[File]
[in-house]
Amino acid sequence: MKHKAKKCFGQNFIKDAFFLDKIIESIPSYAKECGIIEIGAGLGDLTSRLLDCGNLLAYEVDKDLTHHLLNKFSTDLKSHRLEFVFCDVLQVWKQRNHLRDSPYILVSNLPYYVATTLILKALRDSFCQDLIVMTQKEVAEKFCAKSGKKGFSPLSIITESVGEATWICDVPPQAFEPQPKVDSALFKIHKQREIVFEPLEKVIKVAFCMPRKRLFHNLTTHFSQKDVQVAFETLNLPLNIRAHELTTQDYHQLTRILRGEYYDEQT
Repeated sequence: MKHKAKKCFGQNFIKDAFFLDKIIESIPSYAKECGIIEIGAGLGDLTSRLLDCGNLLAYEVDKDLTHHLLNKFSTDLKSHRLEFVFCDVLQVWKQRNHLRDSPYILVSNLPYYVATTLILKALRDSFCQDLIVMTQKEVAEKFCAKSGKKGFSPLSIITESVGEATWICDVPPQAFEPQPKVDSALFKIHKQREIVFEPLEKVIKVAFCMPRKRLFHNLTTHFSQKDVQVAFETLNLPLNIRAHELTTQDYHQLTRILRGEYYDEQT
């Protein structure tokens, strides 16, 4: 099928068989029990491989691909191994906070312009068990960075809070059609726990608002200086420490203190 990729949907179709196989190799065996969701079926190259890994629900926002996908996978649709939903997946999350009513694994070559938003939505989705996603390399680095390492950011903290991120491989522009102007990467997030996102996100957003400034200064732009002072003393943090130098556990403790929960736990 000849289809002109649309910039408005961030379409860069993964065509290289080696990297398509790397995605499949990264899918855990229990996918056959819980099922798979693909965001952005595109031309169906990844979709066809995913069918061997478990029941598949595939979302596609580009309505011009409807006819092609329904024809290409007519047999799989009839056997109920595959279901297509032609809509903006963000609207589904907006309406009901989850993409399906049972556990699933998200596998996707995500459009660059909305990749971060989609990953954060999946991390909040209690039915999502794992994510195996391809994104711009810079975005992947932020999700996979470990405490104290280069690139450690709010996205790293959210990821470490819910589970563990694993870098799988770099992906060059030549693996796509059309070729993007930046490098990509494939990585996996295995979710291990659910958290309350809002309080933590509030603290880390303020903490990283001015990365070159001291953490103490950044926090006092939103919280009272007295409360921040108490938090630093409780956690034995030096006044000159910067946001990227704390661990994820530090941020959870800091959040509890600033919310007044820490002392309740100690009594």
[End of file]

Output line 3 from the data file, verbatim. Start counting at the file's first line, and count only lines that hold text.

Repeated sequence: MKHKAKKCFGQNFIKDAFFLDKIIESIPSYAKECGIIEIGAGLGDLTSRLLDCGNLLAYEVDKDLTHHLLNKFSTDLKSHRLEFVFCDVLQVWKQRNHLRDSPYILVSNLPYYVATTLILKALRDSFCQDLIVMTQKEVAEKFCAKSGKKGFSPLSIITESVGEATWICDVPPQAFEPQPKVDSALFKIHKQREIVFEPLEKVIKVAFCMPRKRLFHNLTTHFSQKDVQVAFETLNLPLNIRAHELTTQDYHQLTRILRGEYYDEQT